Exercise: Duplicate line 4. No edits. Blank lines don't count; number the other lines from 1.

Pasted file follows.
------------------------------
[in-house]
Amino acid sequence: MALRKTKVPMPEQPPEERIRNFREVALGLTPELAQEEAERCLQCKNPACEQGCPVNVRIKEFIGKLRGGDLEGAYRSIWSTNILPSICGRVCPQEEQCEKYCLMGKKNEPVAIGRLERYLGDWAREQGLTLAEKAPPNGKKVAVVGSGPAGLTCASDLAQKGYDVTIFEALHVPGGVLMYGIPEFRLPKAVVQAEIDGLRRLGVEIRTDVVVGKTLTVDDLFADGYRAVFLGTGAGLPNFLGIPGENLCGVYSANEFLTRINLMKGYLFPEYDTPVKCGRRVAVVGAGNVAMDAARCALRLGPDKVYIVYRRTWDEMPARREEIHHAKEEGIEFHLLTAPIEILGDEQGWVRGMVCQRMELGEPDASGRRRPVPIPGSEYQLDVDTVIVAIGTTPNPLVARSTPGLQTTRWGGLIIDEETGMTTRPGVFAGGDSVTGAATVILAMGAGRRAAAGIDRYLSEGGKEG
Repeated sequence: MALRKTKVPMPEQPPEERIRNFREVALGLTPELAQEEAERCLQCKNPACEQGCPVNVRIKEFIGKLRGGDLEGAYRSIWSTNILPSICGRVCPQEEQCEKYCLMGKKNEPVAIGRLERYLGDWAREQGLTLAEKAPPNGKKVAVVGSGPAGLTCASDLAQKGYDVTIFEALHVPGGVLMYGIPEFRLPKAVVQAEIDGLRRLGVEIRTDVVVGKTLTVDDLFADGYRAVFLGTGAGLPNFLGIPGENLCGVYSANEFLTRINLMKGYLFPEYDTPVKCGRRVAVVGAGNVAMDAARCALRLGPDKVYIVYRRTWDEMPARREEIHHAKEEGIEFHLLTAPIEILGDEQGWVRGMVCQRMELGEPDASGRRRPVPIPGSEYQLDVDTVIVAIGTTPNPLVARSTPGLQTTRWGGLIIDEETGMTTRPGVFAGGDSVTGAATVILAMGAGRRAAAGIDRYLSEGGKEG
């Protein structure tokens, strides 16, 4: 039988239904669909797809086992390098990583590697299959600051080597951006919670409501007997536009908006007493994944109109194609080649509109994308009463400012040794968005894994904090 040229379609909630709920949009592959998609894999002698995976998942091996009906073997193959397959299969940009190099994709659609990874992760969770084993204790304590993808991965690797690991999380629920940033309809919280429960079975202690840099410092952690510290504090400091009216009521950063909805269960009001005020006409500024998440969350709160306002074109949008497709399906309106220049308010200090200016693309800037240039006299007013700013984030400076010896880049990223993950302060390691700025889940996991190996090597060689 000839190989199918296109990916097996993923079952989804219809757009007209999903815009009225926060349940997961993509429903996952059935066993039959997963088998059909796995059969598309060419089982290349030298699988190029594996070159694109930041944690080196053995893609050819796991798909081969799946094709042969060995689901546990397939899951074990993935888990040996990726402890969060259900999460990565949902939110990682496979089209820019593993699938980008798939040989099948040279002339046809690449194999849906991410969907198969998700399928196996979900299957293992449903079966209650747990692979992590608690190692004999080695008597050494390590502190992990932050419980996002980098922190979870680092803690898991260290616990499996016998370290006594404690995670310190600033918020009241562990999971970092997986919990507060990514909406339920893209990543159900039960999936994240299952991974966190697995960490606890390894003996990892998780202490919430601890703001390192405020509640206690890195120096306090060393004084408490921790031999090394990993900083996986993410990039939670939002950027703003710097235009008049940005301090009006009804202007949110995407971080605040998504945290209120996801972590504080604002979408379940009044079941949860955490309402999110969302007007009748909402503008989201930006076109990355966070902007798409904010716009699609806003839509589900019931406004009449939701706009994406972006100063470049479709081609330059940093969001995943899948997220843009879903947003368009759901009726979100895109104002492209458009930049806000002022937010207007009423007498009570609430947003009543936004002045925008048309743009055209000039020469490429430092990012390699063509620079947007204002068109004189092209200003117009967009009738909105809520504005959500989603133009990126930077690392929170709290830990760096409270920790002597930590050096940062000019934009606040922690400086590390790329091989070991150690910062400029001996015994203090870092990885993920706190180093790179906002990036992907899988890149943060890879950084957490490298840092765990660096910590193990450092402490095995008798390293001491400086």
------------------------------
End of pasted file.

């Protein structure tokens, strides 16, 4: 039988239904669909797809086992390098990583590697299959600051080597951006919670409501007997536009908006007493994944109109194609080649509109994308009463400012040794968005894994904090 040229379609909630709920949009592959998609894999002698995976998942091996009906073997193959397959299969940009190099994709659609990874992760969770084993204790304590993808991965690797690991999380629920940033309809919280429960079975202690840099410092952690510290504090400091009216009521950063909805269960009001005020006409500024998440969350709160306002074109949008497709399906309106220049308010200090200016693309800037240039006299007013700013984030400076010896880049990223993950302060390691700025889940996991190996090597060689 000839190989199918296109990916097996993923079952989804219809757009007209999903815009009225926060349940997961993509429903996952059935066993039959997963088998059909796995059969598309060419089982290349030298699988190029594996070159694109930041944690080196053995893609050819796991798909081969799946094709042969060995689901546990397939899951074990993935888990040996990726402890969060259900999460990565949902939110990682496979089209820019593993699938980008798939040989099948040279002339046809690449194999849906991410969907198969998700399928196996979900299957293992449903079966209650747990692979992590608690190692004999080695008597050494390590502190992990932050419980996002980098922190979870680092803690898991260290616990499996016998370290006594404690995670310190600033918020009241562990999971970092997986919990507060990514909406339920893209990543159900039960999936994240299952991974966190697995960490606890390894003996990892998780202490919430601890703001390192405020509640206690890195120096306090060393004084408490921790031999090394990993900083996986993410990039939670939002950027703003710097235009008049940005301090009006009804202007949110995407971080605040998504945290209120996801972590504080604002979408379940009044079941949860955490309402999110969302007007009748909402503008989201930006076109990355966070902007798409904010716009699609806003839509589900019931406004009449939701706009994406972006100063470049479709081609330059940093969001995943899948997220843009879903947003368009759901009726979100895109104002492209458009930049806000002022937010207007009423007498009570609430947003009543936004002045925008048309743009055209000039020469490429430092990012390699063509620079947007204002068109004189092209200003117009967009009738909105809520504005959500989603133009990126930077690392929170709290830990760096409270920790002597930590050096940062000019934009606040922690400086590390790329091989070991150690910062400029001996015994203090870092990885993920706190180093790179906002990036992907899988890149943060890879950084957490490298840092765990660096910590193990450092402490095995008798390293001491400086």